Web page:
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1930, Rialto Pictures, 92 min, UK, Dir: Alfred Hitchcock

The plight of the wrongly accused was something director Alfred Hitchcock returned to often in his career; here a young actress (Norah Baring) is mistakenly condemned for murder. Enter Sir John Menier (a wonderfully affable Herbert Marshall), a juror browbeaten into a guilty verdict who decides to investigate the woman’s case on his own. Hitchcock’s resourcefulness in the early sound era can be seen in the shaving sequence, where Sir John’s thoughts were prerecorded and played back on set, and the radio music he’s listening to is an orchestra performing offscreen.

1931, Rialto Pictures, 77 min, UK, Dir: Alfred Hitchcock

Director Alfred Hitchcock zeros in on class conflict in this film - specifically the conflict between the old-money Hillcrest and the nouveau riche Hornblower families. The two face off at a land auction (in a sequence that’s among the best of Hitchcock’s early British talkies), but a young woman is ruined in the process. Edmund Gwenn and Phyllis Konstam are excellent as the industrialist Hornblower and his disgraced daughter-in-law.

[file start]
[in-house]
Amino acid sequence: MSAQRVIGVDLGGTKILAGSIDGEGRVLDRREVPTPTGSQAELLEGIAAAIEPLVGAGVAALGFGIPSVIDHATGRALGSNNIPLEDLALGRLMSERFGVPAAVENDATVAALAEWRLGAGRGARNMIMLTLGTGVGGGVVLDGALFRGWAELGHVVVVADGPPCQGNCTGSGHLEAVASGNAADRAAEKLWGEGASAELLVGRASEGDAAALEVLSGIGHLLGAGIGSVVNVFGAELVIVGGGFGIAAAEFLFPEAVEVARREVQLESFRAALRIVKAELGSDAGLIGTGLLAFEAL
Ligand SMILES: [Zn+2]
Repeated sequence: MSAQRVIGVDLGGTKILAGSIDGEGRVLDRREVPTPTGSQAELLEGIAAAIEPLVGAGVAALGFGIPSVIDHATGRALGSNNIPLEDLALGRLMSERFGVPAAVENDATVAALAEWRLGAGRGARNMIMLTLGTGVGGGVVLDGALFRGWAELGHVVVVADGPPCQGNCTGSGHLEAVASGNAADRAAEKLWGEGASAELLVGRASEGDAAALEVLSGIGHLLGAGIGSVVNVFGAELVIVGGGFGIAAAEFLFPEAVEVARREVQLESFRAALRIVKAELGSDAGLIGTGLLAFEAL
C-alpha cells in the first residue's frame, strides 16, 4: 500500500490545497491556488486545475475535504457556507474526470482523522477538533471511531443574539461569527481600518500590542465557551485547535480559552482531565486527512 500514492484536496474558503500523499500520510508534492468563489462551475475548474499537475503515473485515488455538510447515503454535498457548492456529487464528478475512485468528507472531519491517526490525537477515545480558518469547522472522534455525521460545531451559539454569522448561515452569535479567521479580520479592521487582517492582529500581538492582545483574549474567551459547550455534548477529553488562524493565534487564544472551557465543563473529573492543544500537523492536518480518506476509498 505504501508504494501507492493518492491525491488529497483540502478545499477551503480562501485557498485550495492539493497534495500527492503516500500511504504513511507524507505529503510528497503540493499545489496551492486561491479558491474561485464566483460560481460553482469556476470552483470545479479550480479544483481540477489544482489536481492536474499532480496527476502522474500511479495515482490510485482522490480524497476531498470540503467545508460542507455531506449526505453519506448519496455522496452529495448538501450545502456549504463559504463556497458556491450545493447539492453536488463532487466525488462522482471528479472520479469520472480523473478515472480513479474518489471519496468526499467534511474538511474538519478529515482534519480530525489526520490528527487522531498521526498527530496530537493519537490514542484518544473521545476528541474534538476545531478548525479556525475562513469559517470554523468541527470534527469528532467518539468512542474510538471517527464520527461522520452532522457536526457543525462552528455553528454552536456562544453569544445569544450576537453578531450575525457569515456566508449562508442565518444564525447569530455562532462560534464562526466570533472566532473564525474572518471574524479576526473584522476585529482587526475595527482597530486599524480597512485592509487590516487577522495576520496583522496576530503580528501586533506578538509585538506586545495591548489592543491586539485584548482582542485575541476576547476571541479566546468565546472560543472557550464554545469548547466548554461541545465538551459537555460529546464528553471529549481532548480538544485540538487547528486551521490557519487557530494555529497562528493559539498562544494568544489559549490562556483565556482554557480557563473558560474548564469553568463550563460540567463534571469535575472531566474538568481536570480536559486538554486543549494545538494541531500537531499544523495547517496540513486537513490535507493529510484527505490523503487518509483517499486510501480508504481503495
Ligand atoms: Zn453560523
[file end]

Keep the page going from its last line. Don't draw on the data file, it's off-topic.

1931, Rialto Pictures, 83 min, UK, Dir: Alfred Hitchcock

Released in America as EAST OF SHANGHAI, this quirky mix of satire and adventure, with vestiges of silent film, is also a rewarding look at marital relationships (and is said to be an early favorite of its director). London couple Fred and Emily Hill (Henry Kendall and Joan Barry) are roused from their humdrum lives by an inheritance from a rich relative, which they use to travel the world - until the now-wealthy couple are tugged apart by the promise of shipboard romances.

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